One of the recurring problems we see with Latin American startups at Magma Partners is founders with too little equity. In the past two weeks, I’ve seen three cases where the full time founding team has 7%, 10% and 25% ownership after only one round of fundraising. Two companies had raised less than $100k, one had raised ~$200k. When we see companies with this structure, we tell the founders directly that it makes their company uninvestable. It’s especially true if the founders think they’ll need to raise even more money in the future, or plan to move to the United States. Every company is different, but founders should have at least ~70% at this stage, or even more if they plan to compete on the world stage.
We see five common causes:
- No Vesting – Cofounders who have left own significant equity
- “Part time cofounders” – People who aren’t full time who own significant equity
- “Advisors” – Companies with large numbers of “advisors” or “advisors” with significant of equity
- Unsophisticated investors – Raising money from people who view startup investing like investing in private equity or small businesses
- Investor Malice
Let’s unpack each one.
Every startup needs to have vesting. I prefer the standard four year vesting with a one year cliff, but I care less about the actual vesting terms and more about the fact that there’s a plan in place that punishes founders for leaving the business and rewards the founders who are working full time and can be implemented without a fight if one founder decides to leave.
Many Latin American founders don’t have vesting, either because they haven’t heard of it before, or because they don’t like the idea of having to give their shares back if they leave. They usually think backwards: that they’ll be the ones to leave, not their cofounders and want to protect themselves.
“Part Time cofounders”
Many businesses start with part time cofounders. And that’s ok. But if after being in business for 12+ months, having a bit of revenue and actively looking for funding, there’s still multiple “part time cofounders” on the team, they’re probably not cofounders and shouldn’t have equal, or more, equity than the founders working full time. We’ve seen many cases where there are 3-6 “part time cofounders,” who might have even come up with the idea, with more than 50% of the equity. That doesn’t work. Private investors won’t invest.
This goes hand in hand with part time cofounders. We’ve seen many cases where the person who had the original startup idea is an “advisor” who has at least 30% of the business, many times 50% and even 70%. That can be an ok strategy to start a business that won’t need private capital, but not when you need outside investors. Ideas are a dime a dozen. We invest in teams, not ideas. So it’s not ok to have an “advisor” who isn’t working full time with significant equity.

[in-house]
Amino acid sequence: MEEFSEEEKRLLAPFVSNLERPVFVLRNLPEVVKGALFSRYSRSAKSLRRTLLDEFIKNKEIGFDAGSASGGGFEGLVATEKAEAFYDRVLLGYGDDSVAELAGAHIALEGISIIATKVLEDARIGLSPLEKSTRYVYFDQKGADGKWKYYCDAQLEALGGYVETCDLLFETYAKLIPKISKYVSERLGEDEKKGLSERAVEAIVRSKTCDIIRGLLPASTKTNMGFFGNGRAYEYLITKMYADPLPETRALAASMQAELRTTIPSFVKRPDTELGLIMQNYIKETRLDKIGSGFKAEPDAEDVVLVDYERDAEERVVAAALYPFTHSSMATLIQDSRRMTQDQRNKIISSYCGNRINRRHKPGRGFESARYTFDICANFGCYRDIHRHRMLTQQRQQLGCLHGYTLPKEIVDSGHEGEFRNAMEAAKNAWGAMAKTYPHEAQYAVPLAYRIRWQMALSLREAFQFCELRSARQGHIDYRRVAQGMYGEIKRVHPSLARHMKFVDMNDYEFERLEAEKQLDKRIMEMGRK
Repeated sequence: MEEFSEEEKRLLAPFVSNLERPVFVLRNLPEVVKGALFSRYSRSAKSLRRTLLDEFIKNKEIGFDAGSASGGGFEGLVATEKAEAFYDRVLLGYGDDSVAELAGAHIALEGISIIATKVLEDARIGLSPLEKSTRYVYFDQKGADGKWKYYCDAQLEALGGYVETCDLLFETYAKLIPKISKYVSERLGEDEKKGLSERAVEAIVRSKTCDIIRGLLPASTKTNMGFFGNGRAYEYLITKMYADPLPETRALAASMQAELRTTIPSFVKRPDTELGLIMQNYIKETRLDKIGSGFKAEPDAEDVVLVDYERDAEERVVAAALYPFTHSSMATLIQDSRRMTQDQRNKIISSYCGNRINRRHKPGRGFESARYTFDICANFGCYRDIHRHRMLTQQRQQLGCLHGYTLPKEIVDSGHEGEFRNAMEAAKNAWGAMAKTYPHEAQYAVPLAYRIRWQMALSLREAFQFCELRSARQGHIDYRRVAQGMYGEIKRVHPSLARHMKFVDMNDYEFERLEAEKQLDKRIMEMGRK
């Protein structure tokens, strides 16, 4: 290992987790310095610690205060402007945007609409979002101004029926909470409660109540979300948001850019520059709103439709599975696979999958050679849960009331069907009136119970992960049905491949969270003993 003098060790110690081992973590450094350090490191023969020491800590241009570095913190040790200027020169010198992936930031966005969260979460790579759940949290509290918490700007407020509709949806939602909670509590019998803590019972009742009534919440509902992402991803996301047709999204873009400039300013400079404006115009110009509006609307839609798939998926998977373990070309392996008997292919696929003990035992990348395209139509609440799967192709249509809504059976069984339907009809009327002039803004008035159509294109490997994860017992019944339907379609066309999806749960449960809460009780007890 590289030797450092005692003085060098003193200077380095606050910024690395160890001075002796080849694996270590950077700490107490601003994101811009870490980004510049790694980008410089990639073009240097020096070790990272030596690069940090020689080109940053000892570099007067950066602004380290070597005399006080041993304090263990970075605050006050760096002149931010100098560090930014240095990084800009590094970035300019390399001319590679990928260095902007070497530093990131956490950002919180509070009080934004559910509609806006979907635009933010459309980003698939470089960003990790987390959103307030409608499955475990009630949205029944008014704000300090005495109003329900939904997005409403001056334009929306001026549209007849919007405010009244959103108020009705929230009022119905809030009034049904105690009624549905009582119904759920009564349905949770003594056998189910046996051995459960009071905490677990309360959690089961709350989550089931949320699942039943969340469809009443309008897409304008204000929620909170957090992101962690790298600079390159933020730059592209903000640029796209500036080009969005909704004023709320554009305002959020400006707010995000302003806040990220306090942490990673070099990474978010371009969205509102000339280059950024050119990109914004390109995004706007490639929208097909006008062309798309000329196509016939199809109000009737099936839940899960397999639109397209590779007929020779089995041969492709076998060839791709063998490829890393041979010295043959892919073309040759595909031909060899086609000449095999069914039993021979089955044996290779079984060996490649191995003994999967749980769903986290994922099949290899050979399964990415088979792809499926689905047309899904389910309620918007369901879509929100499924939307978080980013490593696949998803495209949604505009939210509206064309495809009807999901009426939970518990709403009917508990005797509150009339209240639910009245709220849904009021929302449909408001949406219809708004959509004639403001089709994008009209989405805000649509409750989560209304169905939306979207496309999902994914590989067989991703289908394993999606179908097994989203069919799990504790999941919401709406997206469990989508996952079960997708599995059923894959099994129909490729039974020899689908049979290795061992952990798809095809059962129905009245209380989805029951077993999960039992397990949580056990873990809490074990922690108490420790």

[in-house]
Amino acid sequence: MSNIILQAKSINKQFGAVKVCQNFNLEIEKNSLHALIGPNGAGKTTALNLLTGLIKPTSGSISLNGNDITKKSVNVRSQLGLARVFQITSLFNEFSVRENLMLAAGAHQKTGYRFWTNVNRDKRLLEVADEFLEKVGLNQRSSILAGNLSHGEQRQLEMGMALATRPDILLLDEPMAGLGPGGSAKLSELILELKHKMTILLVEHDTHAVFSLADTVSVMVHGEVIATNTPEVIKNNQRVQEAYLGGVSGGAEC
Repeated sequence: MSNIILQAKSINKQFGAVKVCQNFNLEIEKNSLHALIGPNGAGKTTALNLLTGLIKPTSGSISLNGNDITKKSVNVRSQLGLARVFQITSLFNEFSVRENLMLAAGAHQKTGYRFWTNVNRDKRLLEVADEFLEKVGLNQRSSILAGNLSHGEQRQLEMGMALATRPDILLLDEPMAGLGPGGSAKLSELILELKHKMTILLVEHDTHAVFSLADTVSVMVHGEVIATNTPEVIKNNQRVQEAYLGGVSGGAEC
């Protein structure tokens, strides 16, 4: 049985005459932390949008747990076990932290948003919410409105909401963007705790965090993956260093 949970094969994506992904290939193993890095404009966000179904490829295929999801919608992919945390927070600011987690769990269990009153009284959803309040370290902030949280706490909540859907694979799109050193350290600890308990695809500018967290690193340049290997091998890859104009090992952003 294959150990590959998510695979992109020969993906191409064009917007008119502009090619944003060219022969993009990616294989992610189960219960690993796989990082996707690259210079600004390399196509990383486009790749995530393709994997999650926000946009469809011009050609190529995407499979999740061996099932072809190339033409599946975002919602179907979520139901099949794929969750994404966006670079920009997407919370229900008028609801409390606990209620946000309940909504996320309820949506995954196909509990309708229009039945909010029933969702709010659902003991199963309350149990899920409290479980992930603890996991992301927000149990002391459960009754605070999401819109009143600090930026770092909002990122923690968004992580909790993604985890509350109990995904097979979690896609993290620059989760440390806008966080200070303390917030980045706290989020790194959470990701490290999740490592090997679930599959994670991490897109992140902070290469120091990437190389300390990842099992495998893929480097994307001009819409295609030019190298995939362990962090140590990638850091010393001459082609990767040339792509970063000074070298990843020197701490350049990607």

US industry standard is .5%-2%. Sometimes, in very rare, early stage cases, top notch superstar advisors can reach 5%.
We’ve also seen cases where startups have 5-10 “advisors” who each have 2-5%, making them uninvestable.
US style VC and angel investing is new to Latin America. Many Latin American tech investors are coming from family offices or the corporate world, leading them to behave like private equity or small business investors or work with lawyers who are working on their first venture deal. PE style startup investors push for control and 40%+ equity for small amounts of money.
As Andres Barreto, a partner at Colombia based Social Atom Ventures, put it:
Most of the ridiculous terms offered by LATAM VCs are more a result of inadequate venture law counsel than malice
— Andres Barreto (@andresbarreto) August 2, 2016
Daniel Palacio, founder of Authy, one of Colombia’s startups to be acquired by a US startup hit the nail on the head:
VC’s fear the unknown so in Latam they pick the harshest terms in case they are challenged.
— danielpalacio (@danielpalacio) August 3, 2016
We see a special version of this problem with startups backed by accelerators, especially in Chile and Brazil, that use convertible notes that convert with series A sized rounds and are not willing to convert when a smaller venture firm is willing to invest, but doesn’t hit the series A automatic conversion threshold. We even saw an accelerator that had a perpetual option to convert at any time, which makes a company completely uninvestable.
The good news is that we don’t see investor malice very often at this stage. We see investor malice more often in Latin America when investors push startups to take more money than they should and start to spend it quickly in hopes they experience massive growth, rather than doing what’s best for the company: finding product market fit.
How to Make it Better
The good news is that most of the problems are attributable to inexperience and lack of information, rather than malice. As more Latin American startups find success outside both inside and outside of Latin America and get funding in the US, they’ll bring back more knowledge. As more Latin American lawyers work on venture deals, they’ll get more experience. As private equity and corporate investors miss out on the best deals that are going to US style investors, they’ll realize its in their self interest to become better actors.
Investor behavior is getting better, but can be improved by more investor transparency and entrepreneurs sharing more information with each other.